Top general in Afghanistan pushes back on sexual abuse policy reports

Gen. John Campbell, commander of the U.S.-led International Security Assistance Force in Afghanistan, salutes at a ceremony in Kabul on Dec. 28, 2014. Campbell on Tuesday, Sept. 22, 2015, said in a statement that he is 'absolutely confident' that no policy exists in Afghanistan requiring U.S. troops to ignore suspicions of sexual abuse committed by their Afghan allies against children.


By THOMAS GIBBONS-NEFF | The Washington Post | Published: September 22, 2015

The top U.S. general in Afghanistan pushed back against recent media reports that U.S. troops were told to ignore suspicions of sexual abuse committed against children by their Afghan allies in past years.

"I personally have served multiple tours of duty in Afghanistan and am absolutely confident that no such theater policy has ever existed here, and certainly, no such policy has existed throughout my tenure as commander," Gen. John Campbell wrote in a strongly worded statement released Tuesday.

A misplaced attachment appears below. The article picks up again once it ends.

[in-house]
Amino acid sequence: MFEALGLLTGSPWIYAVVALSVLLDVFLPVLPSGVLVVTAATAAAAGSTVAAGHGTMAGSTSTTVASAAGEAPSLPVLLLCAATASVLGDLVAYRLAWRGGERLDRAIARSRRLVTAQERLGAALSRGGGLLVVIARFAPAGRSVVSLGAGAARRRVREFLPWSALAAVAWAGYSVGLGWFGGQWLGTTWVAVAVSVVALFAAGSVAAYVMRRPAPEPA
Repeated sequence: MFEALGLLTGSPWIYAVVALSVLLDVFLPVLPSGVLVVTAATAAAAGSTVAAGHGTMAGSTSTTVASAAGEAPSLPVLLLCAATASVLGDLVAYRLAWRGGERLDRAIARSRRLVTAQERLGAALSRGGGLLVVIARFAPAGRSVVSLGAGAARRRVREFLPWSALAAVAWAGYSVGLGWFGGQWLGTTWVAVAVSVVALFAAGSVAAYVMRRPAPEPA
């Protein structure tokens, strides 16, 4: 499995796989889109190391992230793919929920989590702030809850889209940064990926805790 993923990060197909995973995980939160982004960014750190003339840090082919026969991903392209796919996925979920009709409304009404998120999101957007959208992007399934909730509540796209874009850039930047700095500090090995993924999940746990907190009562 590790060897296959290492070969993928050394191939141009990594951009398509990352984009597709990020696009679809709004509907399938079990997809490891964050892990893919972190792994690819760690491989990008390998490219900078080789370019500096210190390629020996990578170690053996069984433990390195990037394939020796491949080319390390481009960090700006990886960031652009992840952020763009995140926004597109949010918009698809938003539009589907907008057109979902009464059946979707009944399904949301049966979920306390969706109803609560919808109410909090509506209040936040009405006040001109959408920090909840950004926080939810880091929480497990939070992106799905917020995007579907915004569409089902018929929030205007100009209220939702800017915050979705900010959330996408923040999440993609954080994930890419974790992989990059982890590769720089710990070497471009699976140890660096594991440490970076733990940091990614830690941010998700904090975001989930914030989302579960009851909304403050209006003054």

Campbell was responding to a New York Times article chronicling the story of a number of Marines and soldiers who witnessed Afghan soldiers sexually abusing children. Some service members were told to ignore it, while one was kicked out of Afghanistan for intervening.

Capt. Dan Quinn, an Army Special Forces soldier, was relieved of his command and removed from the country after he beat an Afghan militia commander who kept a boy chained to his bed, according to the Times article.

Even before the recent reports, however, rampant sexual abuse at the hands of Afghan security forces had been reported extensively in Ben John Anderson's VICE documentary, "This is What Winning Looks Like." The documentary follows a group of Marines training Afghan security forces in Helmand province in 2012 and chronicles their frustration with their Afghan counterparts' rampant drug use, corruption and a host of other issues frequently encountered by coalition forces.

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